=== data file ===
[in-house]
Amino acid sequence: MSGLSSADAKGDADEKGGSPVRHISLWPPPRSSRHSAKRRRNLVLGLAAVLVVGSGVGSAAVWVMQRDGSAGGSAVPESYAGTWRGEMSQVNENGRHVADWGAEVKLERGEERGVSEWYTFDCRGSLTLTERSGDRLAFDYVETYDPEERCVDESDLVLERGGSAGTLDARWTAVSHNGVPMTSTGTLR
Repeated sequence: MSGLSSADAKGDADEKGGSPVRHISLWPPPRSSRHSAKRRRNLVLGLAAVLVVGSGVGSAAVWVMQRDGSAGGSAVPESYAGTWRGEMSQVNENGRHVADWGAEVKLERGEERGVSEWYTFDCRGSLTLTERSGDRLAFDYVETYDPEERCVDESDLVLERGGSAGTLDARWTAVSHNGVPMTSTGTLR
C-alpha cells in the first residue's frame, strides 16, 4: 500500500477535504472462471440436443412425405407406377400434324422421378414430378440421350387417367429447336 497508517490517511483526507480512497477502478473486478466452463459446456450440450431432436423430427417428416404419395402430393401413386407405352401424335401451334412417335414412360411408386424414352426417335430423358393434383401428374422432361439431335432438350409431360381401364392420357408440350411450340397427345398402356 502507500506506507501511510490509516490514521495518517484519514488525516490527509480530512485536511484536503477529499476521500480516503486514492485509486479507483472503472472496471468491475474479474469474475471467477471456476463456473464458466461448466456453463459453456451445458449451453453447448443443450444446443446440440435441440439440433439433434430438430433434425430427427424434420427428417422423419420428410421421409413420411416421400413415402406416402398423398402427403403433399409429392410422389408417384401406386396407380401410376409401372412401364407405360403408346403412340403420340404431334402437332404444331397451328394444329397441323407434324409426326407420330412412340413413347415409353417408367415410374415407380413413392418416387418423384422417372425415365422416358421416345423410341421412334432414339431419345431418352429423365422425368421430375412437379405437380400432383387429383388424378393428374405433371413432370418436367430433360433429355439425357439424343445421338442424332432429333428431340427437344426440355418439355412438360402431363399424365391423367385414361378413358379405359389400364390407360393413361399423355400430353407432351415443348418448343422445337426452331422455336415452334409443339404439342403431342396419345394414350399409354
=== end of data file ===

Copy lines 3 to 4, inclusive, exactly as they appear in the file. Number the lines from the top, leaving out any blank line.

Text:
Repeated sequence: MSGLSSADAKGDADEKGGSPVRHISLWPPPRSSRHSAKRRRNLVLGLAAVLVVGSGVGSAAVWVMQRDGSAGGSAVPESYAGTWRGEMSQVNENGRHVADWGAEVKLERGEERGVSEWYTFDCRGSLTLTERSGDRLAFDYVETYDPEERCVDESDLVLERGGSAGTLDARWTAVSHNGVPMTSTGTLR
C-alpha cells in the first residue's frame, strides 16, 4: 500500500477535504472462471440436443412425405407406377400434324422421378414430378440421350387417367429447336 497508517490517511483526507480512497477502478473486478466452463459446456450440450431432436423430427417428416404419395402430393401413386407405352401424335401451334412417335414412360411408386424414352426417335430423358393434383401428374422432361439431335432438350409431360381401364392420357408440350411450340397427345398402356 502507500506506507501511510490509516490514521495518517484519514488525516490527509480530512485536511484536503477529499476521500480516503486514492485509486479507483472503472472496471468491475474479474469474475471467477471456476463456473464458466461448466456453463459453456451445458449451453453447448443443450444446443446440440435441440439440433439433434430438430433434425430427427424434420427428417422423419420428410421421409413420411416421400413415402406416402398423398402427403403433399409429392410422389408417384401406386396407380401410376409401372412401364407405360403408346403412340403420340404431334402437332404444331397451328394444329397441323407434324409426326407420330412412340413413347415409353417408367415410374415407380413413392418416387418423384422417372425415365422416358421416345423410341421412334432414339431419345431418352429423365422425368421430375412437379405437380400432383387429383388424378393428374405433371413432370418436367430433360433429355439425357439424343445421338442424332432429333428431340427437344426440355418439355412438360402431363399424365391423367385414361378413358379405359389400364390407360393413361399423355400430353407432351415443348418448343422445337426452331422455336415452334409443339404439342403431342396419345394414350399409354